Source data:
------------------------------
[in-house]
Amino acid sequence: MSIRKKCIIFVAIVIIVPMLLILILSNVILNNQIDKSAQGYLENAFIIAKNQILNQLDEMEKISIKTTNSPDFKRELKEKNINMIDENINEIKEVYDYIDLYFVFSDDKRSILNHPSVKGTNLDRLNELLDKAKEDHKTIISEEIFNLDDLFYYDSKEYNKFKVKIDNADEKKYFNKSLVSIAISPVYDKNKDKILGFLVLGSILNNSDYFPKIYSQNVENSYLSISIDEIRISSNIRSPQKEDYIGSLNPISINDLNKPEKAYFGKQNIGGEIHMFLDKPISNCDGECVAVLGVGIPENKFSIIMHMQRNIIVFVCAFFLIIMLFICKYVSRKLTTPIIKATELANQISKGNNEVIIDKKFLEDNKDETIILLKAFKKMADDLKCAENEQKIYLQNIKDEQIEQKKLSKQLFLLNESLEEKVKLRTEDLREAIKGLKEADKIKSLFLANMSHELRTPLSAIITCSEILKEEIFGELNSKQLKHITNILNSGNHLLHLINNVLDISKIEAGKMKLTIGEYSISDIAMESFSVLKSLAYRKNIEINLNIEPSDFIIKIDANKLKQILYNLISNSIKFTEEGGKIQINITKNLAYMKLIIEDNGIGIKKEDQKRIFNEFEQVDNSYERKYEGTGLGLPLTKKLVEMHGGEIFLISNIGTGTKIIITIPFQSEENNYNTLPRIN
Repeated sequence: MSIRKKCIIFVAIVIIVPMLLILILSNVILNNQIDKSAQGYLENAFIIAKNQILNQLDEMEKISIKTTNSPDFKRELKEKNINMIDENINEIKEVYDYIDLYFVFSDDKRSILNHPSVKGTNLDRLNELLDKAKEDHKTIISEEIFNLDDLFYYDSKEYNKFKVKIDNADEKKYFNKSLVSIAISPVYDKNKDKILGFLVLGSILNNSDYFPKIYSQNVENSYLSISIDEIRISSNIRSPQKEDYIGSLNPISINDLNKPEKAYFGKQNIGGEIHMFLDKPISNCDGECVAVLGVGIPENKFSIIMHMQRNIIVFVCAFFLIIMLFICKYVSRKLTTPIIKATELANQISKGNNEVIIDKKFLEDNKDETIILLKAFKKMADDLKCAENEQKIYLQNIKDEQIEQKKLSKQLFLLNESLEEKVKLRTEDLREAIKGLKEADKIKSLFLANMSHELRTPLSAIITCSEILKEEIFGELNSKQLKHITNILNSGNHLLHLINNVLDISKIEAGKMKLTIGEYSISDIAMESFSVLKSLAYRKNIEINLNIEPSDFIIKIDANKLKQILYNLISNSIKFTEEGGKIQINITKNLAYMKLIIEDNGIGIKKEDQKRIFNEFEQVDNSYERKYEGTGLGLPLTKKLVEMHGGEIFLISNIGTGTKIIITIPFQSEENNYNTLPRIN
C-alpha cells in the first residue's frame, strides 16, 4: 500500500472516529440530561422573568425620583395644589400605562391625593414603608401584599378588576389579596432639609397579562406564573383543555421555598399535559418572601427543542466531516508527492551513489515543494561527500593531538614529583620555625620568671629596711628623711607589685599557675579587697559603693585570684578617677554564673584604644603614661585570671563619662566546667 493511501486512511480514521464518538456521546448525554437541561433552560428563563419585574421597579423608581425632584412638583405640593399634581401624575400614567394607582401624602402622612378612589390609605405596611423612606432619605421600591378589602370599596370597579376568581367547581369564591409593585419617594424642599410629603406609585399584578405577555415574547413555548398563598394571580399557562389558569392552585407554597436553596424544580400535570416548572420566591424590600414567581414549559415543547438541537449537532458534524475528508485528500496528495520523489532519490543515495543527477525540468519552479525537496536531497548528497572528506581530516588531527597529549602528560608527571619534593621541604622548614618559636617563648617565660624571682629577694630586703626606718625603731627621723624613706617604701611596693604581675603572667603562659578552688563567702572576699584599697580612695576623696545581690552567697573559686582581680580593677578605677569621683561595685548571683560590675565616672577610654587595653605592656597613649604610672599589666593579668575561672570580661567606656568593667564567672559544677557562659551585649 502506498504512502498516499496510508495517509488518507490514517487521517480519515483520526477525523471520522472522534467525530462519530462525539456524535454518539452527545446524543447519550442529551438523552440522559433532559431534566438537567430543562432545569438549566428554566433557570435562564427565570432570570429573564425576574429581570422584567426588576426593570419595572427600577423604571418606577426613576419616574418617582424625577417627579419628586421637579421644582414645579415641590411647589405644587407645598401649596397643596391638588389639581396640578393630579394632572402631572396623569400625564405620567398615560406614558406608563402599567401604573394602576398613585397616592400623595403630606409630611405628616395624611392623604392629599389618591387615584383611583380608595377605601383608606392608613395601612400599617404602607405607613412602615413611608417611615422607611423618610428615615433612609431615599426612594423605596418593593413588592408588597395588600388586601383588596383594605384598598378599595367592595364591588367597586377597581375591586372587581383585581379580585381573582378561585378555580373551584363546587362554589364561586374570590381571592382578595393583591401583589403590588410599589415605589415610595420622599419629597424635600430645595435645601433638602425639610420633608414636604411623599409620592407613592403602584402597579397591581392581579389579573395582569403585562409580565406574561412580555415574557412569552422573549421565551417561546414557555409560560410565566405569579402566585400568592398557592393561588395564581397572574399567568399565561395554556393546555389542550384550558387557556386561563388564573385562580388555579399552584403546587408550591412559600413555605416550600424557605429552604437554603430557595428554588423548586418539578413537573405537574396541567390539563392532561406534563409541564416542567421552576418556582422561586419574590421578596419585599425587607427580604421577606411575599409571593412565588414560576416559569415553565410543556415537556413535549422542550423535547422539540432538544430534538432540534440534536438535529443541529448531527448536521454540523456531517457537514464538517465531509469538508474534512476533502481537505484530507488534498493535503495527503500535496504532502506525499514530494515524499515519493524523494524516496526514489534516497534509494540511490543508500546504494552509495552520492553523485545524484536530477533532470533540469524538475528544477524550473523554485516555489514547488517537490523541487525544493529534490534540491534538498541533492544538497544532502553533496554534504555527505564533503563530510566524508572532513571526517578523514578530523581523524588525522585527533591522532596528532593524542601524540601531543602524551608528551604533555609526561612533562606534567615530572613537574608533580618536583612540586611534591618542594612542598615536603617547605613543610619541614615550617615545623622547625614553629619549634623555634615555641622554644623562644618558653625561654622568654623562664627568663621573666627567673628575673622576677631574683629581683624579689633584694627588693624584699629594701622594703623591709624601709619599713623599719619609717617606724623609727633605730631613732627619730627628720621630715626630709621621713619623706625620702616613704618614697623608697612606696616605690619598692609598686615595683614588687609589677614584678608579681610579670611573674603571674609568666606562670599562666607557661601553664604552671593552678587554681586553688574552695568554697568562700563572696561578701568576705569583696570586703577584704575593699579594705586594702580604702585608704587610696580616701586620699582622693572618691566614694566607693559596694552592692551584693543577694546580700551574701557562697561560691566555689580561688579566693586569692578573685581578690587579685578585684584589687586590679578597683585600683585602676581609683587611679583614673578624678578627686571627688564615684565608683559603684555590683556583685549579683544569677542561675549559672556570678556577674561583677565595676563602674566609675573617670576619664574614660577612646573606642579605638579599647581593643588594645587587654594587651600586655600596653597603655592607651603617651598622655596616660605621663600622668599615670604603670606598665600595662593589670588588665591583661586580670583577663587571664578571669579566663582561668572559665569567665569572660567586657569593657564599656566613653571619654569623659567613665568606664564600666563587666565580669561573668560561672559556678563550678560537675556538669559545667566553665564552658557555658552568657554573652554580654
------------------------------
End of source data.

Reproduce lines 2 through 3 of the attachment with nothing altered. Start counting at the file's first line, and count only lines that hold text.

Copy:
Amino acid sequence: MSIRKKCIIFVAIVIIVPMLLILILSNVILNNQIDKSAQGYLENAFIIAKNQILNQLDEMEKISIKTTNSPDFKRELKEKNINMIDENINEIKEVYDYIDLYFVFSDDKRSILNHPSVKGTNLDRLNELLDKAKEDHKTIISEEIFNLDDLFYYDSKEYNKFKVKIDNADEKKYFNKSLVSIAISPVYDKNKDKILGFLVLGSILNNSDYFPKIYSQNVENSYLSISIDEIRISSNIRSPQKEDYIGSLNPISINDLNKPEKAYFGKQNIGGEIHMFLDKPISNCDGECVAVLGVGIPENKFSIIMHMQRNIIVFVCAFFLIIMLFICKYVSRKLTTPIIKATELANQISKGNNEVIIDKKFLEDNKDETIILLKAFKKMADDLKCAENEQKIYLQNIKDEQIEQKKLSKQLFLLNESLEEKVKLRTEDLREAIKGLKEADKIKSLFLANMSHELRTPLSAIITCSEILKEEIFGELNSKQLKHITNILNSGNHLLHLINNVLDISKIEAGKMKLTIGEYSISDIAMESFSVLKSLAYRKNIEINLNIEPSDFIIKIDANKLKQILYNLISNSIKFTEEGGKIQINITKNLAYMKLIIEDNGIGIKKEDQKRIFNEFEQVDNSYERKYEGTGLGLPLTKKLVEMHGGEIFLISNIGTGTKIIITIPFQSEENNYNTLPRIN
Repeated sequence: MSIRKKCIIFVAIVIIVPMLLILILSNVILNNQIDKSAQGYLENAFIIAKNQILNQLDEMEKISIKTTNSPDFKRELKEKNINMIDENINEIKEVYDYIDLYFVFSDDKRSILNHPSVKGTNLDRLNELLDKAKEDHKTIISEEIFNLDDLFYYDSKEYNKFKVKIDNADEKKYFNKSLVSIAISPVYDKNKDKILGFLVLGSILNNSDYFPKIYSQNVENSYLSISIDEIRISSNIRSPQKEDYIGSLNPISINDLNKPEKAYFGKQNIGGEIHMFLDKPISNCDGECVAVLGVGIPENKFSIIMHMQRNIIVFVCAFFLIIMLFICKYVSRKLTTPIIKATELANQISKGNNEVIIDKKFLEDNKDETIILLKAFKKMADDLKCAENEQKIYLQNIKDEQIEQKKLSKQLFLLNESLEEKVKLRTEDLREAIKGLKEADKIKSLFLANMSHELRTPLSAIITCSEILKEEIFGELNSKQLKHITNILNSGNHLLHLINNVLDISKIEAGKMKLTIGEYSISDIAMESFSVLKSLAYRKNIEINLNIEPSDFIIKIDANKLKQILYNLISNSIKFTEEGGKIQINITKNLAYMKLIIEDNGIGIKKEDQKRIFNEFEQVDNSYERKYEGTGLGLPLTKKLVEMHGGEIFLISNIGTGTKIIITIPFQSEENNYNTLPRIN